The Syrian regime seems to be hanging on a year after anti-government protests started as part of the Arab Awakening. But, writes Emile Hokayem in the latest issue of Survival: Global Politics and Strategy, nothing is inevitable about the Assad regime’s fate. It could survive the current unrest, although in a much weakened shape, Hokayem’s article concludes. ‘Much will depend on whether and how its neighbours intervene.’
As the Syrian government’s crackdown on its citizens has continued, thousands have fled across the border into Turkey, and Ankara’s relationship with Damascus has become strained. Philipp C. Bleek and Aaron Stein argue that the United States and Turkey now have the motivation and opportunity to cooperate in blunting the influence of Syria’s ally Iran.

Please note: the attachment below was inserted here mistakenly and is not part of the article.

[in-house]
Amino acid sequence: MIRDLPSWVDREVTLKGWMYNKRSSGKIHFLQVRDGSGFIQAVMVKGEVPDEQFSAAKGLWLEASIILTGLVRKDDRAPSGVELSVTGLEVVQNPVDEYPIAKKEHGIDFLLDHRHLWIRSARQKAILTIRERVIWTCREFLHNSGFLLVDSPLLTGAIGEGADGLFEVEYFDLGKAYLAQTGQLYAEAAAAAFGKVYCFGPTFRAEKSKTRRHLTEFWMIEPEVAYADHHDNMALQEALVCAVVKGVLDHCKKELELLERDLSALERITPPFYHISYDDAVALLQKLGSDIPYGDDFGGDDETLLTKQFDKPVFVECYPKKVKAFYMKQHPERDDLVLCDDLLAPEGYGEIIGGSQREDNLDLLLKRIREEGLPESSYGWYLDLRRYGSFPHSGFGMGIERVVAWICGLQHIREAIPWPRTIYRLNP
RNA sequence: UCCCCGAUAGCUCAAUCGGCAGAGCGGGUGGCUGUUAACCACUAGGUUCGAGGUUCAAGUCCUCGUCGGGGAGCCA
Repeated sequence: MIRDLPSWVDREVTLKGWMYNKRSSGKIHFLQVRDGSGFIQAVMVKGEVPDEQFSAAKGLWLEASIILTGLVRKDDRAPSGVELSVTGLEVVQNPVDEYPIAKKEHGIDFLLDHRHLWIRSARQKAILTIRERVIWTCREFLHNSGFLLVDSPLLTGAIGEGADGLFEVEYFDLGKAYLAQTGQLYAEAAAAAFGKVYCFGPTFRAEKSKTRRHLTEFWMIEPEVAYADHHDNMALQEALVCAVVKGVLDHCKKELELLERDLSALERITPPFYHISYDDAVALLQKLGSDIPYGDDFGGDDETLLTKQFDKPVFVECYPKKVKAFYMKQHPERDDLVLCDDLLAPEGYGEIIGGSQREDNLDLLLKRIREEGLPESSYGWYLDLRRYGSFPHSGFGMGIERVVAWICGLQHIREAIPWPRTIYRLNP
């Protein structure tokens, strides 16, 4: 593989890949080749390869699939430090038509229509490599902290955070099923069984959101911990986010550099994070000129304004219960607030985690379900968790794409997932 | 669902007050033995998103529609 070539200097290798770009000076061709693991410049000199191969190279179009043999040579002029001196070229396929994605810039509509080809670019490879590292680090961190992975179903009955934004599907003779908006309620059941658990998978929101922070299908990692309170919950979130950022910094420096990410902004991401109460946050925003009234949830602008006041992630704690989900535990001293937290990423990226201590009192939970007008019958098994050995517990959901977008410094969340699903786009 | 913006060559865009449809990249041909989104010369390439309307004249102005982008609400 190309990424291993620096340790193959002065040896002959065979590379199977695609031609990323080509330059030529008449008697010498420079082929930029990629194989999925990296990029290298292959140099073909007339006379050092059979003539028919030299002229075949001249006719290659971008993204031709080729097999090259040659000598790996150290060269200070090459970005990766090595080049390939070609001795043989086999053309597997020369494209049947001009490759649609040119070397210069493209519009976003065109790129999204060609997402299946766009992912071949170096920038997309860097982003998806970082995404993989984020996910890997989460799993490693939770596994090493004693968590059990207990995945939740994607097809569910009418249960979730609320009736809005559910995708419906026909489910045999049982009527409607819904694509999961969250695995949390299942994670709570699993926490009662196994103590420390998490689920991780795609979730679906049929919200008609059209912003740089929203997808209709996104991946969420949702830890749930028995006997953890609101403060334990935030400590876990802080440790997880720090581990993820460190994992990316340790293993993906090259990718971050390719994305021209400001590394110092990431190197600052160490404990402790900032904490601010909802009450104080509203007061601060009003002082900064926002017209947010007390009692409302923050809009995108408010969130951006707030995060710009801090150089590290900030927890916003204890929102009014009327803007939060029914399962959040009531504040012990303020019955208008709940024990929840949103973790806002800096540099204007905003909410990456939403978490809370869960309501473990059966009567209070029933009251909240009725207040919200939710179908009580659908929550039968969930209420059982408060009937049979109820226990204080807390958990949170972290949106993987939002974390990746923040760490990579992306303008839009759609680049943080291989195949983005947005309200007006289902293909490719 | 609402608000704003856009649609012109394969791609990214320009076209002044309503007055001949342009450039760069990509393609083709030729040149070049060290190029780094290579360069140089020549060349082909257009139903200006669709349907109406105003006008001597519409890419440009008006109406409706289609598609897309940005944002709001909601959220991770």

In Israel, some politicians have been making noises about military action against Iran in an attempt to stop it crossing the nuclear threshold. Washington is reluctant to become involved, even indirectly, in another preventive war, and Survival‘s editor Dana Allin looks at how the United States is working to resist letting its ally’s perspective override its own balance of risk and benefit.
The focus on the Middle East continues with an examination of Jordan’s new geopolitics and Libya’s assets and the question of sovereignty. But this issue also looks at the upcoming Georgian elections, how to enlist Islam to create a more effective Afghan police force and much more.